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A deed of siander with thy fatal hand, And never show thy head by day nor light.-
grow: Boling. They love not poison that do poison Come, mourn with me for what I do lament, need,
And put on sullen black incontinent;* Nor do I thee; though I did wish him dead, I'll make a voyage to the Holy Land, I hate the murderer, love him murdered. To wash this blood off from my guilty hand:The guilt of conscience take thou for thy la- March sadly after; grace my mournings bour,
here, But neither my good word, nor princely favour: In weeping after this untimely bier. [Exeunt. With Cain go wander through the shade of night,
PRINCE' JOHN ot Lancaster, Sons to the King.
SING HENRY THE FOURTH.
LADY MORTIMER, Daughter to Glendower, and
Wife to Mortimer.
Mrs. QUICKLY, Hostess of a Tavern in EastSCROOP, Archbishop of York.
cheap. ARCHIBALD, Earl of Douglas.
Lords, Officers, Sheriff, Vintner, ChamberOWEN GLENDOWER.
lain, Drawers, two Carriers, Travellers, and Sir RICHARD VERNON.
Over whose acres walk'd those blessed feet,
Which, fourteen hundred years ago, were nail'd SCENE I.-London.-A Room in the Palace.
For our advantage, on the bitter cross. Enter King HENRY, WESTMORELAND, Sir Wal. But this our purpose is a twelve-month old,
And bootless* 'tis to tell you-we will go; Ter Blunt, and others.
Therefore we meet not now:
-Then let me K. Hen. So shaken as we are, so wan with
Of you, my gentle cousin Westmoreland, Find we a time for frighted peace to pant, What yesternight our council did decree, And breathe short-winded accents of new broils In forwarding this dear expedience. To be commenc'd in stronds* afar remote. West. My liege, this haste was hot in ques. No more the thirsty Erinnyst of this soil
tion, Shall daub her lips with her own children's And many limits of the charge set down blood;
But yesternight: when, all athwart, there No more shall trenching war channel her fields, Nor bruise ber flowrets with the armed hoofs A post from Wales, loaden with heavy news; Of hostile paces: those opposed eyes, Whose worst was,--that the noble Mortimer, Which-like the meteors of a troubled heaven, Leading the men of Herefordshire to fight All of one nature, of one substance bred, Against the irregular and wild Glendower, Did lately meet in the intestine shock Was by the rude hands of that Welshman taken, And furious close of civil butchery,
And a thousand of his people butchered: Shall now, in mutual, well-beseeming ranks, Upon whose dead corps there was such misuse, March all one way; and be no more oppos'd Such beastly, shameless transformation, Against acquaintance, kindred, and allies : By those Welshwomen done, as may not be, The edge of war, like an ill-sheathed knife, Without much shame, re-told or spoken of. No more shall cut his master. Therefore, K. Hen. It seems then, that the tidings of As far as to the sepulchre of Christ, [friends,
this broil (Whose soldier now, under whose blessed cross Brake off our business for the Holy Land. We are impressed and engag'd to fight,).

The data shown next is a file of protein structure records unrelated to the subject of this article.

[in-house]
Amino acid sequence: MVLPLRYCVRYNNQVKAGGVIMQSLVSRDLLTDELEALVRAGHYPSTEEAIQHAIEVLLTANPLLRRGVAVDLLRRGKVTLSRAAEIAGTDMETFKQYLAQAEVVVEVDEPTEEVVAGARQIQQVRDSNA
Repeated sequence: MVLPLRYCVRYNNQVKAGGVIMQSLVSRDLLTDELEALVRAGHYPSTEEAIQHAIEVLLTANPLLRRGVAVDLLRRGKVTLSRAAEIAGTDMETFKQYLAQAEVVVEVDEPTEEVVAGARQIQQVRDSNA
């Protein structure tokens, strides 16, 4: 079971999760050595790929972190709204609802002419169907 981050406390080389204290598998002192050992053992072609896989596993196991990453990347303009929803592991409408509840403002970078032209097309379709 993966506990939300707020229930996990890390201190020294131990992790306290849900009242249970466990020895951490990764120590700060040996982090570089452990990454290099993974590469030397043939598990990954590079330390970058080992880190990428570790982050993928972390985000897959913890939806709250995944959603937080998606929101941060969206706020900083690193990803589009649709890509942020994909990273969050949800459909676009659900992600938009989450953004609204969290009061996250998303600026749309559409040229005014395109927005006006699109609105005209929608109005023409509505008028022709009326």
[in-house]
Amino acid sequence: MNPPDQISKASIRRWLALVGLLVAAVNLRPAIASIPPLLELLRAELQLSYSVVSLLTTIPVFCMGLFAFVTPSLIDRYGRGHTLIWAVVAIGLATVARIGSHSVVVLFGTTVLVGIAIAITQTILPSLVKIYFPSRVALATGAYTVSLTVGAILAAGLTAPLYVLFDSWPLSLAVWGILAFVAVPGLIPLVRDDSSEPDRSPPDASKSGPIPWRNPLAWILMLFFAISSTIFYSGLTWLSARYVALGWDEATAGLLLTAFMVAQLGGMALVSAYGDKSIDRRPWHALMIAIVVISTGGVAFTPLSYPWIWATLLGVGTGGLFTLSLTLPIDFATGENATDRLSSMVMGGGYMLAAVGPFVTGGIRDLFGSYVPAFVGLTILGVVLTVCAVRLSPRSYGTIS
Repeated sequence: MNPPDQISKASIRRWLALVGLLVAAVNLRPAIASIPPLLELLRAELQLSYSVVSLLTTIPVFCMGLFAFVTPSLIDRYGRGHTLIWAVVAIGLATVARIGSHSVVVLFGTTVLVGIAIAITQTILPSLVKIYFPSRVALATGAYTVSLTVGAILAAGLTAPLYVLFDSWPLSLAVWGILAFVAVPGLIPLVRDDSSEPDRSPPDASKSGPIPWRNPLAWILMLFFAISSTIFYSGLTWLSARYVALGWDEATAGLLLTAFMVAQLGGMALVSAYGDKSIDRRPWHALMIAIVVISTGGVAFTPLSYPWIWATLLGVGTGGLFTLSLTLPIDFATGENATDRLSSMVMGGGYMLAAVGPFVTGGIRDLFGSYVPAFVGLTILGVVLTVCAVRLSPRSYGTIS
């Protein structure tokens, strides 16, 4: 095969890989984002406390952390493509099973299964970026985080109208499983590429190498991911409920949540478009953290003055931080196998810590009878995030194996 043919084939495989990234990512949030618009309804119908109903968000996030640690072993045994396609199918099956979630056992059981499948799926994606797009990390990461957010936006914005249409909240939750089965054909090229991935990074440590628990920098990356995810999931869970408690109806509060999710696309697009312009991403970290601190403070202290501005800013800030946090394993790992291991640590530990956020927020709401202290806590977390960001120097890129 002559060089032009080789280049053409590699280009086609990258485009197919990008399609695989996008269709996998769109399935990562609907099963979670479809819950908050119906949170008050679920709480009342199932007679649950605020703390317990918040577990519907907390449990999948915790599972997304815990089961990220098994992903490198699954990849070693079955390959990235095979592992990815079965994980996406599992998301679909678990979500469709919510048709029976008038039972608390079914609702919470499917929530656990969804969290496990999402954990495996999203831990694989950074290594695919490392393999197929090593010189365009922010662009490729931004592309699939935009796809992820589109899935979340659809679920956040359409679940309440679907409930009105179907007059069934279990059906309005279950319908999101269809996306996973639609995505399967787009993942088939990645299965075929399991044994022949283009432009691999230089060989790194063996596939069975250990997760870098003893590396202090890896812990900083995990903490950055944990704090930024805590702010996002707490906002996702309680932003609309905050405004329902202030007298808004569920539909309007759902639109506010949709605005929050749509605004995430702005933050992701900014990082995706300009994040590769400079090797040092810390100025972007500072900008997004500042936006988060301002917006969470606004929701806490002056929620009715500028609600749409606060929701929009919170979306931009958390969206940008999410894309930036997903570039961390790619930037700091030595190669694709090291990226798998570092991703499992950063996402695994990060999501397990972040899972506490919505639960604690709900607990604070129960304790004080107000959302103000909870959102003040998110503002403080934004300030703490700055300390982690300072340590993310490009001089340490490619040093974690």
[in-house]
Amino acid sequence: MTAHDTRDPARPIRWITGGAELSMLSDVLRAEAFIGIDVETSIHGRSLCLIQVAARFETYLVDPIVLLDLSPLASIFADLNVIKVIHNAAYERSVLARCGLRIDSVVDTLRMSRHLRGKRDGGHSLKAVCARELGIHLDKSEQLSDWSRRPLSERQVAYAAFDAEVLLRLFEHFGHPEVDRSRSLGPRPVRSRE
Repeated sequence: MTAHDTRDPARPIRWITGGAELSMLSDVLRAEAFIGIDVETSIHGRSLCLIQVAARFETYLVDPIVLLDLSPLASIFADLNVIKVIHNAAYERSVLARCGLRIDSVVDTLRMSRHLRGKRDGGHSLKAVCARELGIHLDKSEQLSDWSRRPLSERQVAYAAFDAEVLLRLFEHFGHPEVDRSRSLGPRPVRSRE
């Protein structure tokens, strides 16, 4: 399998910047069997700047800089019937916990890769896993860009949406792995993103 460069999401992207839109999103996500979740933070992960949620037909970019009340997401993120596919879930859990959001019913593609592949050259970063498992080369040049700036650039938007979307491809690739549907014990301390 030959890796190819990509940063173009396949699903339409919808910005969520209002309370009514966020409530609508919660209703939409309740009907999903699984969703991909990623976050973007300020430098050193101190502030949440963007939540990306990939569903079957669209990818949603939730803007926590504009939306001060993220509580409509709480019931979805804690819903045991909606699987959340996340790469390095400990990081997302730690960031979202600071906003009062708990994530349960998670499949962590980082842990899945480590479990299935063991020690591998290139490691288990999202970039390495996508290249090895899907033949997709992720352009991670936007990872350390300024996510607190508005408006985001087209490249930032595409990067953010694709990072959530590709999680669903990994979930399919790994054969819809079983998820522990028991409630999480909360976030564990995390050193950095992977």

West. This, match'd with other, did, my Forthwith a power of English shall we levy;
gracious lord ; Whose arms were moulded in their mothers' For more uneven and unwelcome news womb
Came from the north, and thus it did import. To chase these pagans, in those holy fields, On Holy-rood day, the gallant Hotspur there, Strands, banks of the sea. + The fury of discord. * Needless. | Expedition. * Estimates, Force, army.
(acz & Young Harry Percy, and brave Archibald, devil hast thou to do with the time of the day?
That ever-valiant and approved Scot, unless hours were cups of sack, and minutes
capons, and clocks the tongues of bawds, and Where they did spend a sad and bloody hour; dials of signs of leaping-houses, and the blessed As by discharge of their artillery,
sun himself a fair hot wench in flame-colourd
Fal. Indeed, you come near me, now, Hal: K. Hen. Here is a dear and true-industrious for we, that take purses, go by the moon and friend,
seven stars; and not by Phoebus,--he, that
serve to be prologue to an egg and butter.
body, be called thieves of the day's beauty; let And is not this an honourable spoil ?
us be-Diana's foresters, gentlemen of the A gallant prize ? ha, cousin, is it not ! shade, minions* of the moon: And let men say, West. In faith,
we be men of good government: being governed It is a conquest for a prince to boast of. as the sea is, by our noble and chaste mistress K. Hen. Yea, there thou mak’st me sad, and the moon, under whose countenance wemak'st me sin
steal. In envy that my lord Northumberland
P. Hen. Thou say'st well; and it holds well Should be the father of so blest a son:
too: for the fortune of us, that are the moon's A son, who is the theme of honour's tongue; men, doth ebb and flow like the sea; being Amongst a grove, the very straightest plant; governed as the sea is, by the moon. As, for Who is sweet fortune's minion, and her pride: proof, now: A purse of gold most resolutely Whilst I, by looking on the praise of him, snatched on Monday night, and most dissoSee riot and dishonour stain the brow (prov'd, lutely spent on Tuesday morning; got with Of my young Harry. O, that it could be swearing-lay by;t and spent with cryingThat some night-tripping fairy had exchang'd bring in :t now, in as low an ebb as the foot of In cradle-clothes our children where they say, the ladder:
and, by and by, in as high a flow as
have'l to do with a buff jerkin?
P. Hen. Why, what a pox bave I to do with
P. Hen. Did I ever call for thee to pay thy